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"Brought to you by the Letter S"

Updated: Nov 2, 2023

Recently, after 30 years of driving, I finally had my first major car accident. Someone cut me off in a big work pickup truck and I barely had time to hit the brakes. My car was totaled. My neck still bothers me over two months later even though I was only going about 30 mph at the time. While I have always been safety conscious, this has convinced me even more about the necessity of driving slower...especially on the highway — if this is how a 30 mph crash affects my body, what would 70 mph be like??


Naturally, when driving we tend to get into the mindset of "I need to get there as quickly as possible"but it really should be "I want to get there without incident." In the business world the equivalent to our obsession for "getting there quickly" would be "I need to move this product/service/enhancement to market as quickly as possible." But when we have this mindset, we open ourselves up to more risk.


"I never want to go through that again!"

Those are my sentiments about the accident, and I have taken steps to further reduce the likelihood of such an accident — buying a large fire engine red SUV and reducing my highway speeds.


Similarly, I have observed that those who are the most diligent about cybersecurity are those who have been through a major ransomware incident.


The COO of one Hospital told me — after their Hospital had been down for many weeks due to ransomware — (paraphrasing)

"I never want to go through that again. Previously I prioritized clinical needs over IT and Security requests, but now I will prioritize them equally."

Whether it be a hasty adoption of a new technology, or a failure to implement cybersecurity measures to keep up with the changing world, "speed kills" should always be on our mind. However, Security should not slow down the speed of business. Quite the contrary — the goal of security is to help the business to advance quickly and securely.


You may have heard the quip "Why does a car have brakes?" The counterintuitive answer? "To go fast." Without brakes, would you feel safe going fast in your car? No. You would drive more slowly. Similarly, in the Business world, when there is a good cybersecurity program in place, it allows the business to move more quickly.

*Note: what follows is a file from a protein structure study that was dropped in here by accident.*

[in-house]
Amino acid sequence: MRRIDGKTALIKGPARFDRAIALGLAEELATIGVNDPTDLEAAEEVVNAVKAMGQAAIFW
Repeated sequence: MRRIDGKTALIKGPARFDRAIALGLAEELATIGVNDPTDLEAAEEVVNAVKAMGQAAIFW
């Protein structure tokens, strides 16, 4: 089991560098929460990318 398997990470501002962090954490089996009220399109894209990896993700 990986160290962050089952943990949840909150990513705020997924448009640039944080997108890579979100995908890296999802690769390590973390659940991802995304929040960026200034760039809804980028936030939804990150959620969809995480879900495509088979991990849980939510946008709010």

"Why does a car have brakes?" "To go fast."

Right now you're thinking "that's nice, Justin, but how does that actually work in practice?" (No, I don't have a mind reading neurological interface — more on that in an upcoming blog on privacy)


At MEDITECH, a major Electronic Health Record (EHR) vendor where I worked for 22 years, we developed a patient portal product and engaged a third party video conferencing solution so that clinicians could easily interact with patients — patients using the patient portal on a mobile device, clinicians using the MEDITECH EHR.


How was security involved in this project?

  • A security review of the third party video conferencing solution was performed to ensure that

    • The vendor followed good cybersecurity practices

    • The product itself had been tested by a third party security firm

    • The product would allow us to meet HIPAA Security and Privacy requirements

  • The security team worked closely with Product Development early in the project to ensure that our implementation of the solution would meet the security, privacy, and compliance requirements

  • Finally, the solution was tested by a respected third party application security firm

Then the pandemic happened!

All of a sudden there was a major demand from all of our customers for the video conferencing feature! But no one wanted an insecure application — everyone had questions before they would deploy this. So we — the Security team — created a document for our customers which outlined all of the due diligence we had performed, as well as how this application met the security and privacy requirements of HIPAA.